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Miss Beale
Miss Beale after award of Hon. LL.D (Edinburgh), 1902

© Cheltenham Ladies' College
Those who can’t, teach: Dorothea Beale & Cheltenham Ladies' College

The arrow takes flight

Dorothea Beale was born in London, 1831, to cultivated parents who encouraged their children to succeed. As the fourth of 11 siblings, home tutors were prone to a high turnover. Yet despite a haphazard introduction to schooling she acquired an early passion for mathematics. A short period at a boarding school in Stratford was followed by a sojourn in Paris, both of which depended greatly on the learning of lists that she would later so stoutly renounce.

Library wing
View to Library Wing, 1898
© Cheltenham Ladies' College
Her education now considered complete, Dorothea returned home to help school her younger brothers but soon enrolled as a pupil of Queen’s College – an institute that opened in with 1848 with the express purpose of educating young women, including would-be governesses. She and her sisters attended as many lectures as they could and within one year she was appointed the first lady mathematical tutor. For the next eight years, Dorothea Beale studied and excelled across a range of topics hitherto largely off-limits to her sex.

In 1854, she was granted the title of head of the younger school, followed in 1857 by head-teacher at the Clergy Daughters School in Casterton (the source material for the gloomy Lowood in ’Jane Eyre’). Although valuable appointments in themselves, neither allowed the full expression of her thoughts on how best to implement a diverse and worthwhile curriculum to ensure the intellectual, moral and spiritual welfare of her pupils. She resigned from Casterton after one year, a brave gamble that was to pay unexpected dividends.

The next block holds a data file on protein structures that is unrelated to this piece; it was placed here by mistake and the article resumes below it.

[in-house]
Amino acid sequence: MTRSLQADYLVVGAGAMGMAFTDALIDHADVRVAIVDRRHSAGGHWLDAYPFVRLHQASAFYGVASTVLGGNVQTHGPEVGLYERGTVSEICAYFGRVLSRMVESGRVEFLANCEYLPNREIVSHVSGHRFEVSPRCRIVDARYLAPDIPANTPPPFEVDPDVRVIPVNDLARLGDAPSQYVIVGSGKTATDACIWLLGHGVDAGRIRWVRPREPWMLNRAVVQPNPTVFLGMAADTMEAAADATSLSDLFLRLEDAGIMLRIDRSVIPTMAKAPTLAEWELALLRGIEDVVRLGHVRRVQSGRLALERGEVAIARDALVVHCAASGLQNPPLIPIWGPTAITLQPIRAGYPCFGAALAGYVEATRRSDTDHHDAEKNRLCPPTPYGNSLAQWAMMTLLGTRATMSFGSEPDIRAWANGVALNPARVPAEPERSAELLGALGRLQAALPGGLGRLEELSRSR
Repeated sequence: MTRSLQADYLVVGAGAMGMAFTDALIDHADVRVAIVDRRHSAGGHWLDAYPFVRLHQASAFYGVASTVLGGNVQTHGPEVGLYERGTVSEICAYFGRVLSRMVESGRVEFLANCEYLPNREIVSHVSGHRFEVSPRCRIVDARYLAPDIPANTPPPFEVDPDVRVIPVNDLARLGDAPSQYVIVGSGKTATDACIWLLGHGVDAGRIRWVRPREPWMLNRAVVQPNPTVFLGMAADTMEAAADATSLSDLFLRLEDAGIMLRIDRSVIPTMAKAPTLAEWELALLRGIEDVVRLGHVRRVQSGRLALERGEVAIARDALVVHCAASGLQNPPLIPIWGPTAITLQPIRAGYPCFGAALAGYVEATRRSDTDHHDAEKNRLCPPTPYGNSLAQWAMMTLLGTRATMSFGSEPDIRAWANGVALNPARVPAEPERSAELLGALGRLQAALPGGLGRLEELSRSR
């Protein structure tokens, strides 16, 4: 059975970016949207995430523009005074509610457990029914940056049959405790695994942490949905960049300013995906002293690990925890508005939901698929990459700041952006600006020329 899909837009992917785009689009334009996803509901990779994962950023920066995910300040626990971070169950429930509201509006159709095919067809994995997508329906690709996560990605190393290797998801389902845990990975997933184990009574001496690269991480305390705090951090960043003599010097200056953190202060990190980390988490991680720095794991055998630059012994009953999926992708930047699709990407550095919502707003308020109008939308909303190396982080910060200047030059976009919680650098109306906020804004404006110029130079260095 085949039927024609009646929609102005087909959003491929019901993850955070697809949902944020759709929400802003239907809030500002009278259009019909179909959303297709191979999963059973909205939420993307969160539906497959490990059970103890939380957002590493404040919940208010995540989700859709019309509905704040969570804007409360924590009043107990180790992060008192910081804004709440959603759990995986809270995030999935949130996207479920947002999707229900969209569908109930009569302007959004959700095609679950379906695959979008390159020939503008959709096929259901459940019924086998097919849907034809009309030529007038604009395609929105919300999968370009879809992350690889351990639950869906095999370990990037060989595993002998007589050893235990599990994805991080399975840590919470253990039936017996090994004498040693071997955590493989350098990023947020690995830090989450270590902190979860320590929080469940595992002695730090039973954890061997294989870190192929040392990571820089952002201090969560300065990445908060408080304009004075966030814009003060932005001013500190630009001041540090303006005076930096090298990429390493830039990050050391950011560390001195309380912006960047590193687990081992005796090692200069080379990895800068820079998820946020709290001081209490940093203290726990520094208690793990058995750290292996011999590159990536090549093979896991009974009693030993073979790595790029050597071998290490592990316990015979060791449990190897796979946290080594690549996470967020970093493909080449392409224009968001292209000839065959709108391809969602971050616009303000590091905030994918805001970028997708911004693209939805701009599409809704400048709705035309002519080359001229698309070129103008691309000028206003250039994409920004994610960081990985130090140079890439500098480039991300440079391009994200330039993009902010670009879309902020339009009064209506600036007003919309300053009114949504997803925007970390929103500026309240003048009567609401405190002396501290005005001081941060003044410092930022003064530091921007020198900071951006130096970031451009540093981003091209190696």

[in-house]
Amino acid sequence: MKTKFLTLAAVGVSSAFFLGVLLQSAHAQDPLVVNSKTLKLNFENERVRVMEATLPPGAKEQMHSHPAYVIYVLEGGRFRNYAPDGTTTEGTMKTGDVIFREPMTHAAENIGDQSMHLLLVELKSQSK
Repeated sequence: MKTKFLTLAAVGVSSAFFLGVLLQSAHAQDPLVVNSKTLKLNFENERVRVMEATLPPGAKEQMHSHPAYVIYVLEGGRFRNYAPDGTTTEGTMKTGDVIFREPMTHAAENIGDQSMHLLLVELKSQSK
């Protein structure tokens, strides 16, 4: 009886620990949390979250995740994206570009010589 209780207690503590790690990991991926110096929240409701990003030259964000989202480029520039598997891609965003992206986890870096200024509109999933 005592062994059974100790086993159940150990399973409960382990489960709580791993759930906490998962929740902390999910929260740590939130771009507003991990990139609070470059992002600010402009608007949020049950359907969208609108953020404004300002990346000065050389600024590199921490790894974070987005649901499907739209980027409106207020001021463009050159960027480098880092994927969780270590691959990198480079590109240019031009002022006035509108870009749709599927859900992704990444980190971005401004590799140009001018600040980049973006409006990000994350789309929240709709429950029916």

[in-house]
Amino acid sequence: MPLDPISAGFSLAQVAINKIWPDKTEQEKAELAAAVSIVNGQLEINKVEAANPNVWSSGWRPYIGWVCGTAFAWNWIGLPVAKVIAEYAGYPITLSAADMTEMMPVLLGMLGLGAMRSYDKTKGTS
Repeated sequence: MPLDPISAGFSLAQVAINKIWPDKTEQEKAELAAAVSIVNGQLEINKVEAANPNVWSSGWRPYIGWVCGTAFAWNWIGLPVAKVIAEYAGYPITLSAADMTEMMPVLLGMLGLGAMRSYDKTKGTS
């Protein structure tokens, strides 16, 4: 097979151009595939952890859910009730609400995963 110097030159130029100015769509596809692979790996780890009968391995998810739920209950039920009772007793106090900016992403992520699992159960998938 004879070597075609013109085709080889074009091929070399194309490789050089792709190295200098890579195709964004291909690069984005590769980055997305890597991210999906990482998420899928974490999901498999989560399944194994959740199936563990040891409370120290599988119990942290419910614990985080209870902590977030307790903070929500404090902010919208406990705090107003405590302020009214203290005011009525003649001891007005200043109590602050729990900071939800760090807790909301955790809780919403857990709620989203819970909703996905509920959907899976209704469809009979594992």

Cheltenham College for Boys was founded in 1841 and in 1853 the Principal, Vice-Principal and four other gentlemen, having their own daughters to consider, resolved to create a similar institution for girls. On 13th February the following year, the first 82 pupils assembled under the care of inaugural headmistress Annie Procter. Following Miss Procter’s resignation four years later, a new principal was swiftly required.

Miss Beale was now twenty-seven years of age and had just completed her ‘Text Book of English and General History’. Keen, traditional in view and young enough to be settled into the role with some pliability, she seemed the perfect choice and was appointed principal thereafter. She was to devote the next forty-eight years to the development of Cheltenham Ladies' College, which at the time of her death in 1906 had grown to a community of some 1,000 pupils, famed the world over.

Words: Bren O’Callaghan

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